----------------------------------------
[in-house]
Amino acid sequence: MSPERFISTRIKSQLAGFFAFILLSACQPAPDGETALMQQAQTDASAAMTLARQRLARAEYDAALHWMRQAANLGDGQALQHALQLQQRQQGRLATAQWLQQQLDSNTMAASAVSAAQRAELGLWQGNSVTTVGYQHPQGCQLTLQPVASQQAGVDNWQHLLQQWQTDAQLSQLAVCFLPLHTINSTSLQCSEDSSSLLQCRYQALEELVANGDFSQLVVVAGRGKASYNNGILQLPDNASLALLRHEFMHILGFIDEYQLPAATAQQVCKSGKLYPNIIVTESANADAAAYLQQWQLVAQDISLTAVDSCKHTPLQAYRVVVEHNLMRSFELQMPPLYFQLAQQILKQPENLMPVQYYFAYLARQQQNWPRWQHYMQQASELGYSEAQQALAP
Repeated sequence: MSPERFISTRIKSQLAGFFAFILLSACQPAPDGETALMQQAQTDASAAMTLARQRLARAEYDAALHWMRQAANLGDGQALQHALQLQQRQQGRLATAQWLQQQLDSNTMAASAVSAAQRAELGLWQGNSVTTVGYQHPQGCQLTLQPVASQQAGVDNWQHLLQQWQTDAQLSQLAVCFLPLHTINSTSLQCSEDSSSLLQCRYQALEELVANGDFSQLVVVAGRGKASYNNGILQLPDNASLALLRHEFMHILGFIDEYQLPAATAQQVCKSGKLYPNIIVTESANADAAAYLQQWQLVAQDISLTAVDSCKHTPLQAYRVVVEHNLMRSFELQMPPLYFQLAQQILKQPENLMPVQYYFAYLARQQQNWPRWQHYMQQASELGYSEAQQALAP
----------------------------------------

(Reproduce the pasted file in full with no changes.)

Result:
[in-house]
Amino acid sequence: MSPERFISTRIKSQLAGFFAFILLSACQPAPDGETALMQQAQTDASAAMTLARQRLARAEYDAALHWMRQAANLGDGQALQHALQLQQRQQGRLATAQWLQQQLDSNTMAASAVSAAQRAELGLWQGNSVTTVGYQHPQGCQLTLQPVASQQAGVDNWQHLLQQWQTDAQLSQLAVCFLPLHTINSTSLQCSEDSSSLLQCRYQALEELVANGDFSQLVVVAGRGKASYNNGILQLPDNASLALLRHEFMHILGFIDEYQLPAATAQQVCKSGKLYPNIIVTESANADAAAYLQQWQLVAQDISLTAVDSCKHTPLQAYRVVVEHNLMRSFELQMPPLYFQLAQQILKQPENLMPVQYYFAYLARQQQNWPRWQHYMQQASELGYSEAQQALAP
Repeated sequence: MSPERFISTRIKSQLAGFFAFILLSACQPAPDGETALMQQAQTDASAAMTLARQRLARAEYDAALHWMRQAANLGDGQALQHALQLQQRQQGRLATAQWLQQQLDSNTMAASAVSAAQRAELGLWQGNSVTTVGYQHPQGCQLTLQPVASQQAGVDNWQHLLQQWQTDAQLSQLAVCFLPLHTINSTSLQCSEDSSSLLQCRYQALEELVANGDFSQLVVVAGRGKASYNNGILQLPDNASLALLRHEFMHILGFIDEYQLPAATAQQVCKSGKLYPNIIVTESANADAAAYLQQWQLVAQDISLTAVDSCKHTPLQAYRVVVEHNLMRSFELQMPPLYFQLAQQILKQPENLMPVQYYFAYLARQQQNWPRWQHYMQQASELGYSEAQQALAP